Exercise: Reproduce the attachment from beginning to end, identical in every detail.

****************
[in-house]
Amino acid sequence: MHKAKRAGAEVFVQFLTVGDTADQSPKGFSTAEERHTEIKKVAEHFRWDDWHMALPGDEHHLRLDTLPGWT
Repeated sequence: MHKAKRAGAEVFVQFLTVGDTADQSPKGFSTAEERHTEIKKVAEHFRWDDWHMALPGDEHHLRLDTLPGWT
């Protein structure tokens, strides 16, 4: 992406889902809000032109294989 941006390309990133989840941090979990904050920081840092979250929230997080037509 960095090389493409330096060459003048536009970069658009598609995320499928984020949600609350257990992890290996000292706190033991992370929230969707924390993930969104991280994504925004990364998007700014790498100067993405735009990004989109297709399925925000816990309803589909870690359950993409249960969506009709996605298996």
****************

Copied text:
[in-house]
Amino acid sequence: MHKAKRAGAEVFVQFLTVGDTADQSPKGFSTAEERHTEIKKVAEHFRWDDWHMALPGDEHHLRLDTLPGWT
Repeated sequence: MHKAKRAGAEVFVQFLTVGDTADQSPKGFSTAEERHTEIKKVAEHFRWDDWHMALPGDEHHLRLDTLPGWT
């Protein structure tokens, strides 16, 4: 992406889902809000032109294989 941006390309990133989840941090979990904050920081840092979250929230997080037509 960095090389493409330096060459003048536009970069658009598609995320499928984020949600609350257990992890290996000292706190033991992370929230969707924390993930969104991280994504925004990364998007700014790498100067993405735009990004989109297709399925925000816990309803589909870690359950993409249960969506009709996605298996």